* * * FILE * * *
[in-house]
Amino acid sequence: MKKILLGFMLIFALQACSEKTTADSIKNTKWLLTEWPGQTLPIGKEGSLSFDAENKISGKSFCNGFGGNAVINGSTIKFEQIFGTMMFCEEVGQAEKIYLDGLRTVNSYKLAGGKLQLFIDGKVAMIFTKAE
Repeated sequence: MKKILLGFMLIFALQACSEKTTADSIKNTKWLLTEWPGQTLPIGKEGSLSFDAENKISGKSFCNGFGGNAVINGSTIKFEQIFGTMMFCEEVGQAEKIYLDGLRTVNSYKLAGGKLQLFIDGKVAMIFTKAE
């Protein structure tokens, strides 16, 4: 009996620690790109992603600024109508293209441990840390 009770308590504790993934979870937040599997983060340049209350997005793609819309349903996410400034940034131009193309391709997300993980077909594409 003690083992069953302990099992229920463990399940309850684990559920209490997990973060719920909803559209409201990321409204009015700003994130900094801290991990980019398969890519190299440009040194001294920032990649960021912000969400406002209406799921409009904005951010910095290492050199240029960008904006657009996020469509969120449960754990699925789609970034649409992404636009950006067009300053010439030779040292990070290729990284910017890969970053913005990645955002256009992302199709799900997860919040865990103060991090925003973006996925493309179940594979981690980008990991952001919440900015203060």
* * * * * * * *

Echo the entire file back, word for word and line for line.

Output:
[in-house]
Amino acid sequence: MKKILLGFMLIFALQACSEKTTADSIKNTKWLLTEWPGQTLPIGKEGSLSFDAENKISGKSFCNGFGGNAVINGSTIKFEQIFGTMMFCEEVGQAEKIYLDGLRTVNSYKLAGGKLQLFIDGKVAMIFTKAE
Repeated sequence: MKKILLGFMLIFALQACSEKTTADSIKNTKWLLTEWPGQTLPIGKEGSLSFDAENKISGKSFCNGFGGNAVINGSTIKFEQIFGTMMFCEEVGQAEKIYLDGLRTVNSYKLAGGKLQLFIDGKVAMIFTKAE
């Protein structure tokens, strides 16, 4: 009996620690790109992603600024109508293209441990840390 009770308590504790993934979870937040599997983060340049209350997005793609819309349903996410400034940034131009193309391709997300993980077909594409 003690083992069953302990099992229920463990399940309850684990559920209490997990973060719920909803559209409201990321409204009015700003994130900094801290991990980019398969890519190299440009040194001294920032990649960021912000969400406002209406799921409009904005951010910095290492050199240029960008904006657009996020469509969120449960754990699925789609970034649409992404636009950006067009300053010439030779040292990070290729990284910017890969970053913005990645955002256009992302199709799900997860919040865990103060991090925003973006996925493309179940594979981690980008990991952001919440900015203060």